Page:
Some parents push their children into acting. But did you know that training the child how to sing or dance is just one of the things you have to work on?
This is because most casting directors look at other factors before accepting them. They look at the life of the child outside of acting and what extra curricular activities do they engage in. The ideal child actor they are looking for is someone relaxed and confident in his or her abilities.
But the casting director will also look at you, the parent because they know that when the child has a project, you will be the one to bring them to work. They will also need your help making the child memorize the lines in the script and encourage them to do their best in front of the camera.
Before you get the part, one major hurdle that every child has to face is the audition.
Some parents hear about the opening from an ad in the newspaper or in television. If you have an agent working for you, he or she will give you a call and tell you when and where it is going to take place.
Make sure that your child is wearing the right clothes. Ideally, this should be a shirt or blouse without any logo. Never let your child wear the part even if the ad states that they are looking for someone to play a certain character.
Just like applying for a job interview, leave the house early and make sure that you get there 30 minutes before the start of the audition. Once you get there, find the office so you can sign up your child. If it asks you to write down your child’s Social Security Number, don’t because this could easily be stolen and used by someone else.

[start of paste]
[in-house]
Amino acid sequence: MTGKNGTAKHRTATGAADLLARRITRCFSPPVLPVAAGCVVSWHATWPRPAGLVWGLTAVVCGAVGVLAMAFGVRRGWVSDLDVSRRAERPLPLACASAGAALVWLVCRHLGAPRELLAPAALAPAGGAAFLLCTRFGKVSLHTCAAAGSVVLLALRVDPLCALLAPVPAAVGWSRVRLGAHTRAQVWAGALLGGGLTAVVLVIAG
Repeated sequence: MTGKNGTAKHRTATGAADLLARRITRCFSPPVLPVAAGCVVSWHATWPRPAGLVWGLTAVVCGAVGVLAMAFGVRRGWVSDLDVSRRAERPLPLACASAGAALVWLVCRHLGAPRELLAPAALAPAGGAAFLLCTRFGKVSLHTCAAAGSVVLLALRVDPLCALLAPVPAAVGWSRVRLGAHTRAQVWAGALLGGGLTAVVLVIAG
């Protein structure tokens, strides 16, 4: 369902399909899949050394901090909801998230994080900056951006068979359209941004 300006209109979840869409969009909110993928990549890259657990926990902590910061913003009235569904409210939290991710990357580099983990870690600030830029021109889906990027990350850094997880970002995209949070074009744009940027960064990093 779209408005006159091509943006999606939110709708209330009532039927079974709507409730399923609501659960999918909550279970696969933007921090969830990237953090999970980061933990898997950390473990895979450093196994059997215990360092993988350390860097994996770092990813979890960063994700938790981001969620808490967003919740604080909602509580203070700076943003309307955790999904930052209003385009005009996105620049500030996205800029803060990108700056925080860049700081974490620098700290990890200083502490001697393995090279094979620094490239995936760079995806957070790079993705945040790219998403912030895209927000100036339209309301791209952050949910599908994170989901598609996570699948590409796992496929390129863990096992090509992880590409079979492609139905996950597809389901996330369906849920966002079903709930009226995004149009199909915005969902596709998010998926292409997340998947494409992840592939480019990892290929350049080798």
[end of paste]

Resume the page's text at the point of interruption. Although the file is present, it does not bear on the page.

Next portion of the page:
Your child should be ready to perform the skit the moment their name is called so make him or her relax by letting them do something else like play with their PSP or Gameboy. When it’s their turn, hand over to the casting director your child’s resume and headshot.
If it is a closed audition, you won’t be able to watch it so you will have to wait in the holding area until it is all over. If you are allowed to stay, just watch and keep quiet. There will be time to ask questions later when the child is done and you can talk about it once you walk out the door.
The support you give to your child must never cease regardless of the outcome of the audition. If the casting director says no, cheer them up and tell them that there will be other auditions in the future. Give them positive feedback of how they did up there then later on tell them where they can improve on.
If the casting director has accepted your child, be happy and be prepared to help them excel in their craft because this could be the start of their acting career which could continue well into adulthood. Should they become famous, one of the people they will never forget and have a debt of gratitude to is you, the parent because you encouraged and pushed them to become a star.